Jim Neidlinger: No Regrets
The Brooklyn/Los Angeles Dodgers have had a string of legendary pitchers during their existence, earning accolades, World Series victories, and Hall of Fame enshrinements. Many young hurlers have imagined themselves being part of that group upon signing with the Dodgers’ organization, but few have accomplished such lofty goals. During the summer of 1990, Jim Neidlinger arrived in Los Angeles to see if he could become the next great Dodgers pitcher and for a time it looked like he was well on his way.
Neidlinger, a right-handed starter out of California, was originally signed by the Pittsburgh Pirates in 1984 as an amateur free agent. Despite his lack of reputation as a prospect, he quickly emerged in the minors. He produced win totals of 14 in 1986 and 11 in 1987, while posting impressive ERAs and rarely giving up home runs. In 1988 he was turned into a swingman, pitching in Double-A and Triple-A, continuing to flourish, as evidenced by his 2.93 ERA.
Following the 1988 season, Neidlinger, who wasn’t able to break through with Pittsburgh, was traded straight up to the Dodgers for left-handed veteran Bill Krueger. With a staff headlined by pitchers like Orel Hershiser and Fernando Valenzuela, Neidlinger’s prospects of making the majors initially looked even bleaker than when he was in the Pittsburgh system, but he continued to plug away, hoping to get a chance.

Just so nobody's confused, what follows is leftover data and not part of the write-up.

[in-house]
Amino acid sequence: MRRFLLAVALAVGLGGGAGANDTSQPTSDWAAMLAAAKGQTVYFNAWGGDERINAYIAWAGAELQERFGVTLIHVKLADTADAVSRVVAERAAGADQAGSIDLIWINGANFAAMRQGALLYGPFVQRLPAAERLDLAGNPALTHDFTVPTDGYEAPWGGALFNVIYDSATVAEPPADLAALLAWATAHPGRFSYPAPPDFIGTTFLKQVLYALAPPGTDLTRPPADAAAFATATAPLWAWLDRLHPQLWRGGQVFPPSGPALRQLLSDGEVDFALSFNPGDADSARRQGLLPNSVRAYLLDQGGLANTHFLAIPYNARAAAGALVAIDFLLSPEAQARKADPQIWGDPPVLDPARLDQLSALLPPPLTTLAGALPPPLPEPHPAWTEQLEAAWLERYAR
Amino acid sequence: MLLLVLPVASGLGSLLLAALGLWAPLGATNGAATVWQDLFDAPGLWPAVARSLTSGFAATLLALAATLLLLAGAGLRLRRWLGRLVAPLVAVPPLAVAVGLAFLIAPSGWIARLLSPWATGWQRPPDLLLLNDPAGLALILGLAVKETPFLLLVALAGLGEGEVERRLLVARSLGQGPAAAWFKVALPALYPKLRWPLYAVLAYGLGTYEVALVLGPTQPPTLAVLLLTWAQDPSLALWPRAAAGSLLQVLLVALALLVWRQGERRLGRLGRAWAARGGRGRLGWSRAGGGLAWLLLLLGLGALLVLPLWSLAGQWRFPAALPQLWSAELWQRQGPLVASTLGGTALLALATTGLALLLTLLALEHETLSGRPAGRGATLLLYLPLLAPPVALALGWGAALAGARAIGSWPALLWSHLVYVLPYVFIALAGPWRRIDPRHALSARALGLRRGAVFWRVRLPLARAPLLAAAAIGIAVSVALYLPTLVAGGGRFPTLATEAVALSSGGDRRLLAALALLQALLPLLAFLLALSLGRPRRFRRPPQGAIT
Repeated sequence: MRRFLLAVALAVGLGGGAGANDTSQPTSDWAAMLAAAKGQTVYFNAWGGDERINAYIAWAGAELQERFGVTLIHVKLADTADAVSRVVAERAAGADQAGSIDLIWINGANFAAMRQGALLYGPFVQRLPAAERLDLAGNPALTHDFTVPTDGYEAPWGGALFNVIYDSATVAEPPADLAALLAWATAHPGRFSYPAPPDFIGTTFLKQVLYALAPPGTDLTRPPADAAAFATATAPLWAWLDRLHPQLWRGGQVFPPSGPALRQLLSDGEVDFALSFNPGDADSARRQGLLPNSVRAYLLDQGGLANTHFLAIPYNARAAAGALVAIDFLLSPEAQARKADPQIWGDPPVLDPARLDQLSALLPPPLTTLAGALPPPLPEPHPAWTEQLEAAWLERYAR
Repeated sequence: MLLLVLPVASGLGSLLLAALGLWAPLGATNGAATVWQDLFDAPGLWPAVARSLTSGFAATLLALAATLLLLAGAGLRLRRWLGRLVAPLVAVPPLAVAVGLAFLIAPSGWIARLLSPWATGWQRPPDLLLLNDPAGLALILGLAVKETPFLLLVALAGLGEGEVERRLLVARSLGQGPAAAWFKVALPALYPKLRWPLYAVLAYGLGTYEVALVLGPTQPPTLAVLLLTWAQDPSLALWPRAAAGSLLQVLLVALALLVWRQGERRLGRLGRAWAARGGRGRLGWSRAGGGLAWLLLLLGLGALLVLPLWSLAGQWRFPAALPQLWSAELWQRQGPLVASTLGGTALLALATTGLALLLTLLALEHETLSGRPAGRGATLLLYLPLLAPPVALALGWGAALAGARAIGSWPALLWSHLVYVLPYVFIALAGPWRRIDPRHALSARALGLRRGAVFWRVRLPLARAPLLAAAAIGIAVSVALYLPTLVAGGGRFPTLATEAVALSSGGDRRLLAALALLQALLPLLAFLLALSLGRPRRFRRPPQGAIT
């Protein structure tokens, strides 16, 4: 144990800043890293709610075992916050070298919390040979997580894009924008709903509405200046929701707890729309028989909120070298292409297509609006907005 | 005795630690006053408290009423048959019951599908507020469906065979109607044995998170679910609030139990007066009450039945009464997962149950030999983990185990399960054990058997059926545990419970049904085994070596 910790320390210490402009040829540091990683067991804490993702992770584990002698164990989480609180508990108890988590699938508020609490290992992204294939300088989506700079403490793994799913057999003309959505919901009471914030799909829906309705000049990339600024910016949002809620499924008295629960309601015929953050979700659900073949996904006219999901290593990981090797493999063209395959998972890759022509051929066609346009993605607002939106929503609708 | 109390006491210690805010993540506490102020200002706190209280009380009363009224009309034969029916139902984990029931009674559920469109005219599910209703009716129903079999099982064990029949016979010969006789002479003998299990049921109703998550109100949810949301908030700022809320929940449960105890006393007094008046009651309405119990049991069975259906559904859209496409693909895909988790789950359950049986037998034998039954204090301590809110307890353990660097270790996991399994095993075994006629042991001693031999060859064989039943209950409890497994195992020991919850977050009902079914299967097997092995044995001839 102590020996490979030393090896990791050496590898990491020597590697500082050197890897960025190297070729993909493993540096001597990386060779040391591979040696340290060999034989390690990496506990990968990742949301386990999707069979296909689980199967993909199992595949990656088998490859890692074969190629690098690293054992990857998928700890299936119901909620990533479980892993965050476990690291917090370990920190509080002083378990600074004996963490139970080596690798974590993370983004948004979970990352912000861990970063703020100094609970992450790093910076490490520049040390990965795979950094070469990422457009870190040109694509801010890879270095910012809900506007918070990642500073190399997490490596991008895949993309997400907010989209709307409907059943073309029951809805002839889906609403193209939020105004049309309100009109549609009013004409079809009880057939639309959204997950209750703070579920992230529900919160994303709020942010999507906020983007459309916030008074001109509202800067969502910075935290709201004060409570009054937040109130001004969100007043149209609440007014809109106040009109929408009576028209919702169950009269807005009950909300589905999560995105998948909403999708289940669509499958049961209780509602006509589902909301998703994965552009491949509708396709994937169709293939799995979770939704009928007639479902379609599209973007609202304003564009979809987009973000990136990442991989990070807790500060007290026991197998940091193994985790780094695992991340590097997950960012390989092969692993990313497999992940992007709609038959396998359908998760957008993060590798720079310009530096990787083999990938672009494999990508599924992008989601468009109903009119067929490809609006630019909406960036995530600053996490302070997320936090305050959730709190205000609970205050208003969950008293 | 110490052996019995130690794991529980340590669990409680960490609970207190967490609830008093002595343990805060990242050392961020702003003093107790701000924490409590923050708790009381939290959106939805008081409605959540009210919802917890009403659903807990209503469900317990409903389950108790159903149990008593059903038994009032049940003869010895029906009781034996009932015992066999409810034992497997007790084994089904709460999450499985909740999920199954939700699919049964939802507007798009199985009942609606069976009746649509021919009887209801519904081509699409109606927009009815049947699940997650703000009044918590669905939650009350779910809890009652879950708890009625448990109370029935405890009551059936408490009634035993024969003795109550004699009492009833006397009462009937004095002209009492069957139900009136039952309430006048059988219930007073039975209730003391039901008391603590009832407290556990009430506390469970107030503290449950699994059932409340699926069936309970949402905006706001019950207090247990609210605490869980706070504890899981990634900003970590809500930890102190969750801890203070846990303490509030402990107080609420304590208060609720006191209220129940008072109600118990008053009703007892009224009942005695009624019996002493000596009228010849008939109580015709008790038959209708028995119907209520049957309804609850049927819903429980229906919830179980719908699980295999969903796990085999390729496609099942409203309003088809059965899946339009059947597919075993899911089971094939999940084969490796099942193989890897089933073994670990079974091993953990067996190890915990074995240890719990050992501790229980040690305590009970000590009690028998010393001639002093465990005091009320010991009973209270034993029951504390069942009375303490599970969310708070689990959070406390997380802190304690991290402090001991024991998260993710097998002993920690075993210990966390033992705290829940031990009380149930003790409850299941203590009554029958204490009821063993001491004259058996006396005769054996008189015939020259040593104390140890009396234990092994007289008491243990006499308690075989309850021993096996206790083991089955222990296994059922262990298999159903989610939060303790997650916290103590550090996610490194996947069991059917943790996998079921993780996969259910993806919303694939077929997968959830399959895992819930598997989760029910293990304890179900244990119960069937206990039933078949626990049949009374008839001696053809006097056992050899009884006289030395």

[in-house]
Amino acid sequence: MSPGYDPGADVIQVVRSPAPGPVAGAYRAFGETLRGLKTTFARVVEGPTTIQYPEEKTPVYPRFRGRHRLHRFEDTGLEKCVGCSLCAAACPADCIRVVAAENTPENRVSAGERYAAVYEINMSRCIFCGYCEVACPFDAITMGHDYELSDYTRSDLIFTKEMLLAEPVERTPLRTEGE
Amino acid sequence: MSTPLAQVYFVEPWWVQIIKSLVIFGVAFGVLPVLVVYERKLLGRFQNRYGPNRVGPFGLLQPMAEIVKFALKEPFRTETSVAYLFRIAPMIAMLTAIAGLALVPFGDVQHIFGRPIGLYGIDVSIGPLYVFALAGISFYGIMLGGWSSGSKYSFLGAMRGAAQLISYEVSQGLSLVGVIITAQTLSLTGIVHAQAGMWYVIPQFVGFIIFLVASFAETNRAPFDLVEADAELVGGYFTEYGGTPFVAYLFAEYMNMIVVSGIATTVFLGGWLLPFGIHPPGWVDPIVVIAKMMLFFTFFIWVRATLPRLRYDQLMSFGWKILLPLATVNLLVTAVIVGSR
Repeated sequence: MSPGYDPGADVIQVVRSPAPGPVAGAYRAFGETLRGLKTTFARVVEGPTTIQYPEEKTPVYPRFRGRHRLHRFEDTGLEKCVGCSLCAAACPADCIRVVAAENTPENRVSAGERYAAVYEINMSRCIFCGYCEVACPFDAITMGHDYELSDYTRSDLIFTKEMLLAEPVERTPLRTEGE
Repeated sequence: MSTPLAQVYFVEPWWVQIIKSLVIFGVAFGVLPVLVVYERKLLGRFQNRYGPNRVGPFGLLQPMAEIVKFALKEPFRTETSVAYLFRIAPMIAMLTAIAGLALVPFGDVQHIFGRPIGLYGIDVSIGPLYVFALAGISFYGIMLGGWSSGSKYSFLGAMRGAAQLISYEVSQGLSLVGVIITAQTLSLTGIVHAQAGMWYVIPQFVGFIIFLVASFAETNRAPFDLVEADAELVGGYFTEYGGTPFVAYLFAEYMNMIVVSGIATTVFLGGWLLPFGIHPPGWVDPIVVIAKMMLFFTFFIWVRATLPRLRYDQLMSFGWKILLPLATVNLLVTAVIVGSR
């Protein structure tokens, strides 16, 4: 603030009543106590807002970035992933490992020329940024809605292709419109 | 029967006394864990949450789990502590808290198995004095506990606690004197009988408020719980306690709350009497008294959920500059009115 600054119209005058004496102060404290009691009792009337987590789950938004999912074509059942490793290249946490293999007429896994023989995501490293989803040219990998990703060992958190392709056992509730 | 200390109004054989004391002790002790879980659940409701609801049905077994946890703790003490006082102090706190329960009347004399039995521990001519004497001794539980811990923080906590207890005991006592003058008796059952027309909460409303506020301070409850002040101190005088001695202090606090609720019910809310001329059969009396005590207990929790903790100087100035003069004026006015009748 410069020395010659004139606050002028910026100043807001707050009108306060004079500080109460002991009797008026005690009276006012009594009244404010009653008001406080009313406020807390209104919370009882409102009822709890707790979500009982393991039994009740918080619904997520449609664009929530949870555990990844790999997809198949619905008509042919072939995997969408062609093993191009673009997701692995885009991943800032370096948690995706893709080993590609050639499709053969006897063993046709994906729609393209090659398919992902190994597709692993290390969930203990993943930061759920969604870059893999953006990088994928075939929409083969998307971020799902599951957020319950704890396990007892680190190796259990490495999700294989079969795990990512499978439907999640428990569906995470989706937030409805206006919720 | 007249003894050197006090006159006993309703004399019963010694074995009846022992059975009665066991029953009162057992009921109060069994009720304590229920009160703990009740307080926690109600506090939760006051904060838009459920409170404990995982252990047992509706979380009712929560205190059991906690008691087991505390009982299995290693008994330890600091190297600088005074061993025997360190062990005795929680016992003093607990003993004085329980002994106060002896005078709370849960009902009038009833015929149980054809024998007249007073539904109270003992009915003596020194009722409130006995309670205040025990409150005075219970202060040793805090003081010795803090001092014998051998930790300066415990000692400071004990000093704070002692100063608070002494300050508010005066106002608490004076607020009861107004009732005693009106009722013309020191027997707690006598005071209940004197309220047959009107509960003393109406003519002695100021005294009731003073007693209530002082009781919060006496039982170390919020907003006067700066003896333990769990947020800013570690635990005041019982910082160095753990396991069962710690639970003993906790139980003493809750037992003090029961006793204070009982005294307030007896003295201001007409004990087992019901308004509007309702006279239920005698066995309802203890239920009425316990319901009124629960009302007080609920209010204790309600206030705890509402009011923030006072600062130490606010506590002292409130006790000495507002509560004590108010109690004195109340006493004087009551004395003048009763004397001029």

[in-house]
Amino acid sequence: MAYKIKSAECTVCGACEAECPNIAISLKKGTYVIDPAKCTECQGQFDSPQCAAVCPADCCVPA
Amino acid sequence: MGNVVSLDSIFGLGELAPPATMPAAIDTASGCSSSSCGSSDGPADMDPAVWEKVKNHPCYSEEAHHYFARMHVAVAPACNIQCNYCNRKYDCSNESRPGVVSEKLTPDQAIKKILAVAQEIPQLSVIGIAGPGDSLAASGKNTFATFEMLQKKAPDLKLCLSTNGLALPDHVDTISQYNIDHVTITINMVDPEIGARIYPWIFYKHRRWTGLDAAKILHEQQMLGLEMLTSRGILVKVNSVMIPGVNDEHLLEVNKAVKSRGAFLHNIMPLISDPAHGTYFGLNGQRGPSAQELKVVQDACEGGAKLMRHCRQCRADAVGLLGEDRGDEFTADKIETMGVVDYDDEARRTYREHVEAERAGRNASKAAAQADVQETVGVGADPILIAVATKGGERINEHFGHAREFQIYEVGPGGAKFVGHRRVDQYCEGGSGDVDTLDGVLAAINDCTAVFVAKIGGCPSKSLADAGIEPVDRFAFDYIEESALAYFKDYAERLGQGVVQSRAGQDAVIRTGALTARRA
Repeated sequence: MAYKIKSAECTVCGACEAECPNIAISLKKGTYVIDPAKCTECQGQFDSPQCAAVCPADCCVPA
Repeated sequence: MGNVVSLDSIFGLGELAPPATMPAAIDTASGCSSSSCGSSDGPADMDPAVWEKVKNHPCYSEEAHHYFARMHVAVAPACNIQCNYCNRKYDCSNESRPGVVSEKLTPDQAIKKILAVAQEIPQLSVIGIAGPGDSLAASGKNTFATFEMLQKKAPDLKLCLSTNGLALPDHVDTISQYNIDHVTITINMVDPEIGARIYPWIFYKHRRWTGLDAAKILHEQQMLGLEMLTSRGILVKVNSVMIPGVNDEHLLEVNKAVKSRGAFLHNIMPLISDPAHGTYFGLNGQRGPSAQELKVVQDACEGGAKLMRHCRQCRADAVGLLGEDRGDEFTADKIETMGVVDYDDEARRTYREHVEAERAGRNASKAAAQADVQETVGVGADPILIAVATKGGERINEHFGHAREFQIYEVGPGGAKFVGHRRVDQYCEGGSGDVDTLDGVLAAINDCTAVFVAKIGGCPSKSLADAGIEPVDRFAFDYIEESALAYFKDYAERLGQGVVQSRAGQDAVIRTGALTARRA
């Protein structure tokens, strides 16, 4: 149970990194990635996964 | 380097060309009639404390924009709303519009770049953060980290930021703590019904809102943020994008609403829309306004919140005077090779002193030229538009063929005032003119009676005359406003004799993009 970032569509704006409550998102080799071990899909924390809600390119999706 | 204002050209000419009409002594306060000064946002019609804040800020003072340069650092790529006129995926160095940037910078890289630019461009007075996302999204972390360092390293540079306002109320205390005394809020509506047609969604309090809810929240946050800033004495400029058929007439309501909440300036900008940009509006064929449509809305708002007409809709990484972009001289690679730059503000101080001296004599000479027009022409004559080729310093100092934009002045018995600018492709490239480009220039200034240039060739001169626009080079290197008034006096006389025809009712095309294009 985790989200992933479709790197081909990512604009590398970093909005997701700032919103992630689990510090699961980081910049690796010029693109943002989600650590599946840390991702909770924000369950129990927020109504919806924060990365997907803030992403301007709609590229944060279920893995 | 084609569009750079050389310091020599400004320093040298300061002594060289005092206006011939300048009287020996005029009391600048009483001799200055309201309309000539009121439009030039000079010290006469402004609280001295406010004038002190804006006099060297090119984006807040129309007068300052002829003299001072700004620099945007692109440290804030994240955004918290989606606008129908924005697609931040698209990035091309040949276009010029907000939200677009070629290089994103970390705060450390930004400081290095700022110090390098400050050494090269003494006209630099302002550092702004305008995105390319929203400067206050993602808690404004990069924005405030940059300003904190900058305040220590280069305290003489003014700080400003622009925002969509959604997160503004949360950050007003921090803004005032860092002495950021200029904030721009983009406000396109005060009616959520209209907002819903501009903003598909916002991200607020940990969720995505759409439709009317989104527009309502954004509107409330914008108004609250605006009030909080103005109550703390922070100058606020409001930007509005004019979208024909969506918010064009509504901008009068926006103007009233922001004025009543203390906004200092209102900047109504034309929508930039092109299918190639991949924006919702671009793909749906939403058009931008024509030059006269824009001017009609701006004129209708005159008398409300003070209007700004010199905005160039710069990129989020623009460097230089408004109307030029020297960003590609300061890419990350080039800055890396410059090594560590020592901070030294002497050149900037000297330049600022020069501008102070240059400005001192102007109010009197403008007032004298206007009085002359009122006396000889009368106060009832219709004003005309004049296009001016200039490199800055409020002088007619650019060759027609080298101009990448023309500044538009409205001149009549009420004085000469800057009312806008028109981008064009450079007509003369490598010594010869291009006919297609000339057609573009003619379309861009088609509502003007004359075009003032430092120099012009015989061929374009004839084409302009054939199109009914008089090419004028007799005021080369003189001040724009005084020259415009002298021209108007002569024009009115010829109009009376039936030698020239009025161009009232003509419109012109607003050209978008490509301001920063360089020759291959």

Neidlinger’s perseverance paid off in 1990 when Hershiser suffered an injury causing him miss all but 4 starts on the season. The Dodgers trotted out several young pitchers as his replacement, with none sticking until they decided to give Neidlinger a chance. He made his debut on August 1st and went on to make 12 starts, acquitting himself admirably, going 5-3 with a 3.28 ERA. In 74 innings, he only struck out 46, but the 4 home runs allowed showed his ability to keep the ball in the park, making him one of the most effective pitchers on the Dodgers staff.
Despite his excellent rookie season, the Dodgers were unable to find a roster spot for him in 1991. Making a push for the playoffs, the Dodgers welcomed back Hershiser and loaded their pitching staff with veteran additions like Kevin Gross, Bob Ojeda, and John Candelaria. While the team won 93 games, the strategy didn’t pay off, as they finished in second place in the NL West.
Neidlinger continued to pitch in the Dodgers system through 1992, and then put in a year each in the minors for the Minnesota Twins and the St. Louis Cardinals. He decided to retire following the 1994 season, never having made it back to the majors. For a young pitcher who threw as well as he did during his brief stint in the big leagues, it seems a shame that Neidlinger never got more opportunity. For him it was a numbers crunch, as teams often prefer to go with known veterans instead of gambling that youngsters can be consistent producers. While he may always wonder if he was capable of having done more, Neidlinger will always be able to look back to the summer of 1990 and recall the two months where he was one of the best pitchers in the major leagues. More information on his career statistics is available at http://www.baseball-reference.com/minors/player.cgi?id=neidli001jam.